In the “organ world,” that rarefied dwelling place of organists, organ builders, and lovers of organ music, “CC” used to refer to the master French organ builder, Aristide Cavaille-Coll, whose 19th-century instruments still produce justifiably-memorable sounds in so many French cathedrals. In our time, “CC” is more likely to refer to Cameron Carpenter, who brought his “International Touring Organ” (ITO) to Stewart Theatre for a long-awaited NC State Live concert.

Before the recital, a standing-room-only crowd overflowed a lecture hall where CC spoke about his approach to the organ and to its music. In his long and erudite discourses, he spoke of coming from a non-musical family and to his having approached the organ from a different direction than most organists because, although the majority of organs have been linked with the Christian church at least since the Protestant Reformation, CC himself is an atheist. This dichotomy has helped his wide-open approach to the literature he plays, which encompasses not only classic organ music, but transcriptions of other Classical music genres, orchestral music, and popular music.

While CC has been widely acclaimed as a “insanely talented” virtuoso organist (he is) and as a showman (he is), he is also an intellectual, a brilliant arranger, a composer, and the organ world’s most visible resident iconoclast. While he believes that the digital (i.e., pipe-less) organ is the instrument’s naturally-evolving future, he is also, curiously enough, a throw-back in his programming, which includes much music which was not originally composed for the organ. Programs of organ recitals from the end of the 19th century and well into the 20th often contained more transcriptions than original organ music. The most famous Anglo-American organist of this period, Edwin H. Lemare, transcribed and performed numerous symphonic works, including many from Richard Wagner’s operas. These transcriptions often required “thumbing down,” a technique requiring the organist to play with four fingers of one hand on one keyboard while simultaneously playing a separate melody on the keyboard below, using the thumb of that same hand. CC uses this technique frequently, to great effect.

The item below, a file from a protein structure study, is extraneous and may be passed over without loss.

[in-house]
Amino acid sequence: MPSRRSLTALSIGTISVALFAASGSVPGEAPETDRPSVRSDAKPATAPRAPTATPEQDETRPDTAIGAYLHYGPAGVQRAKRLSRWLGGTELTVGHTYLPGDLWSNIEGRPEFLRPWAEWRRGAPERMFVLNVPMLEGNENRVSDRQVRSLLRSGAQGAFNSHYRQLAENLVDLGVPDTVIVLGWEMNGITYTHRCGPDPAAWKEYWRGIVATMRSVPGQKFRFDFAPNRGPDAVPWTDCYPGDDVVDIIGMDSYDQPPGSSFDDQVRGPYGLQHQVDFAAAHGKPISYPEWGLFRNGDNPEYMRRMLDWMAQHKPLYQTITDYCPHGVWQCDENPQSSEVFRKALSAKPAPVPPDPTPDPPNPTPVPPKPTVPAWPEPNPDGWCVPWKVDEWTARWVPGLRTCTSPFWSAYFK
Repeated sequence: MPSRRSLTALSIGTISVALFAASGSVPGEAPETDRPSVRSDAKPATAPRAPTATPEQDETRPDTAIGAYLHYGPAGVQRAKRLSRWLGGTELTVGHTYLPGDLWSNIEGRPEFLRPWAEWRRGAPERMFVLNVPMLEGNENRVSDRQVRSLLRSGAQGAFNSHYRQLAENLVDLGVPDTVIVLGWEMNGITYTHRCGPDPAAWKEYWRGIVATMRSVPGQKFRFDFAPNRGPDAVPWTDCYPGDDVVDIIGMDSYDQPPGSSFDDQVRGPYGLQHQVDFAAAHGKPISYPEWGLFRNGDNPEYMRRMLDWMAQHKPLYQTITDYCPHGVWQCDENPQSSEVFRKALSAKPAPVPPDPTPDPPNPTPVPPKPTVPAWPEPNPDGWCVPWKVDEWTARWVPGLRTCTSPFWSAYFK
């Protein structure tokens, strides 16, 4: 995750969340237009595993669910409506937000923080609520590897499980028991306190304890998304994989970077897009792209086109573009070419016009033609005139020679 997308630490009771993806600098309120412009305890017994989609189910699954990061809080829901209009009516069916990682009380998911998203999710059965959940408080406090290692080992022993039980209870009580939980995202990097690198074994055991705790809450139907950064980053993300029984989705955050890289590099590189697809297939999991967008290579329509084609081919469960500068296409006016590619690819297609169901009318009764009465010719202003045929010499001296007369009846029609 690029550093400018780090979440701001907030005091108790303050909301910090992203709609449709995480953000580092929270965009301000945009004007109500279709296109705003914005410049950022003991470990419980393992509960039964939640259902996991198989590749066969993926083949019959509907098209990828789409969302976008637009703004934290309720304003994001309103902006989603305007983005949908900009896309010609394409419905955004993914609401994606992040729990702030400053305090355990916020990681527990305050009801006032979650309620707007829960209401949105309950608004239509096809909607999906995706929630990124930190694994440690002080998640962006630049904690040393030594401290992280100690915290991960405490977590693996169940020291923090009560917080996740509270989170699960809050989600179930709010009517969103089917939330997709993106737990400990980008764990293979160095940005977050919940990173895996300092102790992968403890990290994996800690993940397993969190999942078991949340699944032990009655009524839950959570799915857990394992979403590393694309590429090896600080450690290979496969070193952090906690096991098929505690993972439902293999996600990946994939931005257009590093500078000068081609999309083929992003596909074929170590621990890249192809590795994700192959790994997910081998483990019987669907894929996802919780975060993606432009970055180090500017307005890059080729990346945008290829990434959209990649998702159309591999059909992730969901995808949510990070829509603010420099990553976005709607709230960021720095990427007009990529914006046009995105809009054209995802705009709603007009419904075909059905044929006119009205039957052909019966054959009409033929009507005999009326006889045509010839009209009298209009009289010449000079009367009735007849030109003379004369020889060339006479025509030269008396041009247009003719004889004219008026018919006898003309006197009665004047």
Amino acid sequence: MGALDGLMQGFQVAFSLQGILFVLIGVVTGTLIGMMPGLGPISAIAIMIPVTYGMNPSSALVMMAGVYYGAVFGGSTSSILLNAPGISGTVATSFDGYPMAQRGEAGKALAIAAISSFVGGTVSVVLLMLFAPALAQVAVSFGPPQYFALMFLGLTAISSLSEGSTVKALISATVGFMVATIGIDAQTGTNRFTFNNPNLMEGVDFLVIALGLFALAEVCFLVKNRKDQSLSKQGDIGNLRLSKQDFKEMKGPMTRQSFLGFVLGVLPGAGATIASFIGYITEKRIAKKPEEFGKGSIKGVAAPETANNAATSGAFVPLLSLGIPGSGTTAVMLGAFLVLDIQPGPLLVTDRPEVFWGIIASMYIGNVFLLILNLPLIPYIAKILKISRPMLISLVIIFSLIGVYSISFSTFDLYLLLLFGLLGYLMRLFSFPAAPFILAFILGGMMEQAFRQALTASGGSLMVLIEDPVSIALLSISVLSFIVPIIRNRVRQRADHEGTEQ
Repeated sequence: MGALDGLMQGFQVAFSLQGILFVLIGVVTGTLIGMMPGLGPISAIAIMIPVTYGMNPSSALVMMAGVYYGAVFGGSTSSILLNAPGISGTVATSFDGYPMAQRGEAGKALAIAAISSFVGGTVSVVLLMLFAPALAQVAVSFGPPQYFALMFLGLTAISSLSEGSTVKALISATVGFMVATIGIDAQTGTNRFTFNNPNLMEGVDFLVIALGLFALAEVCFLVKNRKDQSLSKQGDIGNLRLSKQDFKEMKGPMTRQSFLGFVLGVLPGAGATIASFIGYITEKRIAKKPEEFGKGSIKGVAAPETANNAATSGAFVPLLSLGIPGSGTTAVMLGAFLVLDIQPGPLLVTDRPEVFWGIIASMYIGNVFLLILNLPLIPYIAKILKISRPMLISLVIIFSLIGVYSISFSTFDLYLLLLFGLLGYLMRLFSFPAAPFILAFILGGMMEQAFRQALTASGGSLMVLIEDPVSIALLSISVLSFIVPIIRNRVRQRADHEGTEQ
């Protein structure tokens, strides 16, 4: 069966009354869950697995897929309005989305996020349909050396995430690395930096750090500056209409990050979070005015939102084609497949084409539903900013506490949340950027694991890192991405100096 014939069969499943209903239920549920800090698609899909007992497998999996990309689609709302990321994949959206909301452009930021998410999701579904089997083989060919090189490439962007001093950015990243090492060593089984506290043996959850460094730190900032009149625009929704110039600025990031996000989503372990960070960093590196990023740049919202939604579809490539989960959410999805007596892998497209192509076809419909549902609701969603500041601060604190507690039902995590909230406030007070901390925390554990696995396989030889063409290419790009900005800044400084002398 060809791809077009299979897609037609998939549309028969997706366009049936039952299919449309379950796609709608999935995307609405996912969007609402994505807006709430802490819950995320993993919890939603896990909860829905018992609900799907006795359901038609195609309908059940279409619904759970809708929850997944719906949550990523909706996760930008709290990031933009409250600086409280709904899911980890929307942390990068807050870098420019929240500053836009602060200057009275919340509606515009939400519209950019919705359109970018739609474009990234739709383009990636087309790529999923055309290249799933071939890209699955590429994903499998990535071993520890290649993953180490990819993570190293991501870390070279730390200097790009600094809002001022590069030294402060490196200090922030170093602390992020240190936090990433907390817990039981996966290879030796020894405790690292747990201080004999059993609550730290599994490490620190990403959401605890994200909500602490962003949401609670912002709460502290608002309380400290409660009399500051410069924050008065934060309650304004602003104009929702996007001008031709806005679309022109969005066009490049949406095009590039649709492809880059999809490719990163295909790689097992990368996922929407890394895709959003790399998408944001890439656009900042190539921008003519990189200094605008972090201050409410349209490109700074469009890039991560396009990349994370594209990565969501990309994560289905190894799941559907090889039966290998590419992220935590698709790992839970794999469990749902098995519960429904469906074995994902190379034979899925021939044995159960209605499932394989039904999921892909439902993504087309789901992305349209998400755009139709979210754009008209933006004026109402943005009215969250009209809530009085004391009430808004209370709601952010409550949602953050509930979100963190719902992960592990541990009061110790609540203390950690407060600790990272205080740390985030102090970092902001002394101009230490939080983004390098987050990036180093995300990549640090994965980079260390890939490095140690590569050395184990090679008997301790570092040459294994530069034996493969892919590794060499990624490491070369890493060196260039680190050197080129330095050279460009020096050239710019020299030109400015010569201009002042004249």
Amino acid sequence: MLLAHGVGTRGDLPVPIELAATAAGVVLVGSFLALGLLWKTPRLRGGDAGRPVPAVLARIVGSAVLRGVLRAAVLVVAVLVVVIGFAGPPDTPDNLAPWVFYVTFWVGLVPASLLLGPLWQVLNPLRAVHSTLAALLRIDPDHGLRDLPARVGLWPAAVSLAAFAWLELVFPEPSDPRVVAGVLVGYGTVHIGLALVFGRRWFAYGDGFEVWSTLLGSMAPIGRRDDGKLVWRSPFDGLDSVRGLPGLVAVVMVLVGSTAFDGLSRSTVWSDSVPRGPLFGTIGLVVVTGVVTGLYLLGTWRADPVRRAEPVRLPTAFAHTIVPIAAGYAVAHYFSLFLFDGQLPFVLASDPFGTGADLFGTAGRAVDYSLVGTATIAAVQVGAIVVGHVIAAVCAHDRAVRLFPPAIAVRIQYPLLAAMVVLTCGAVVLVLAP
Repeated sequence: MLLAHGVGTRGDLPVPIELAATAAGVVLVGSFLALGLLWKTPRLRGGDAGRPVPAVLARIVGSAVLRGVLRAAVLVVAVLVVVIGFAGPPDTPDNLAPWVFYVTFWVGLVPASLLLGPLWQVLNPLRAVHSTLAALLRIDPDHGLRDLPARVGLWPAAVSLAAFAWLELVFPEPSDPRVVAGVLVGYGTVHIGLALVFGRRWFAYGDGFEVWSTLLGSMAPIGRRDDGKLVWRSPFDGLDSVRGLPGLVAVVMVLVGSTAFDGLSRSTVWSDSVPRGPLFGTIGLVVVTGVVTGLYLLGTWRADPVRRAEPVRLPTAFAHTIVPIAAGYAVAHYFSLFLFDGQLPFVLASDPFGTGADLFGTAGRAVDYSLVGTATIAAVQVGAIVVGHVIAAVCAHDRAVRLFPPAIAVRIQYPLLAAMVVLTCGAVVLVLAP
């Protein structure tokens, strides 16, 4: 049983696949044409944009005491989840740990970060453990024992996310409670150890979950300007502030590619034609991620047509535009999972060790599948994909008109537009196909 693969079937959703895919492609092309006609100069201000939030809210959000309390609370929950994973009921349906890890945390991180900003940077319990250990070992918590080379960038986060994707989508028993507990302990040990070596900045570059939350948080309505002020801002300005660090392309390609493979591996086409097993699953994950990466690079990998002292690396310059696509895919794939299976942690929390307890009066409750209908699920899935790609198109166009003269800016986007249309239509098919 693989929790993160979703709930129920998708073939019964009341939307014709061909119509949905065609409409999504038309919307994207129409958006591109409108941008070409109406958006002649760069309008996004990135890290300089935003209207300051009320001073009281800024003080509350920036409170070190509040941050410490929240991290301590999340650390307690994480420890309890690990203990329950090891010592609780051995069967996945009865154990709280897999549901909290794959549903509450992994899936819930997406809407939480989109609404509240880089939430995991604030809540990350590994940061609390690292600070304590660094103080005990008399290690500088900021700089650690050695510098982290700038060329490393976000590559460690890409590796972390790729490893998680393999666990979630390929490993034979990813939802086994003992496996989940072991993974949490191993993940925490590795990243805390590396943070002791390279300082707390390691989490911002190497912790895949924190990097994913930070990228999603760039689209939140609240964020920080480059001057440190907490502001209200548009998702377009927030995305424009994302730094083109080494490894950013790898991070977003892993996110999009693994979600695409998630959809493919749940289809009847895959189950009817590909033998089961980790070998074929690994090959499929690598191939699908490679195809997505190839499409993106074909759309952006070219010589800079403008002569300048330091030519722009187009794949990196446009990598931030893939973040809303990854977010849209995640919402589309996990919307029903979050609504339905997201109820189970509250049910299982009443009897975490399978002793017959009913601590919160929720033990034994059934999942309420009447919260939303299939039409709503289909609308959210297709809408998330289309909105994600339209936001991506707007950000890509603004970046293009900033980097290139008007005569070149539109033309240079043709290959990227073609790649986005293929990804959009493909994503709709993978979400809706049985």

On stage were an array of front-lit speaker ensembles, three amplifier cabinets with LED’s indicating their working status (looking a bit like squared-off R2-D2’s or sights seen at a rave), and the five-manual organ console, its pedalboard extending five notes lower and five notes higher than the typical American pedalboard. Built to CC’s specifications, this instrument incorporates tonal resources akin to combining a classic four-manual pipe organ and a three-manual theater organ.

Carpenter strode onstage, seated himself on the pedestal-style organ bench, and launched into the fortissimo strains of Wagner’s Overture to Die Meistersinger von Nürnberg. Brass choirs blazed, string sections blended with solo woodwind lines, with registration changes coming as fast as required to make the organ sound like an orchestra. Again, this is not new; the “symphonic organ” was the goal of many 19th-century organ builders; Carpenter’s own transcriptions, however, delve even farther into the orchestral scores, bringing out more melodic lines. New digital processes, whether in all-digital organs or when used as registration aids in pipe organs, have made it possible to program in myriad changes of registration which can be accessed sequentially just by tapping a button (called a toe stud) with a foot. This button got a real workout, the most-used of all the Marshall & Ogletree instrument’s accessories, as CC’s peripatetic right foot moved constantly from expression pedal to toe stud to pedalboard.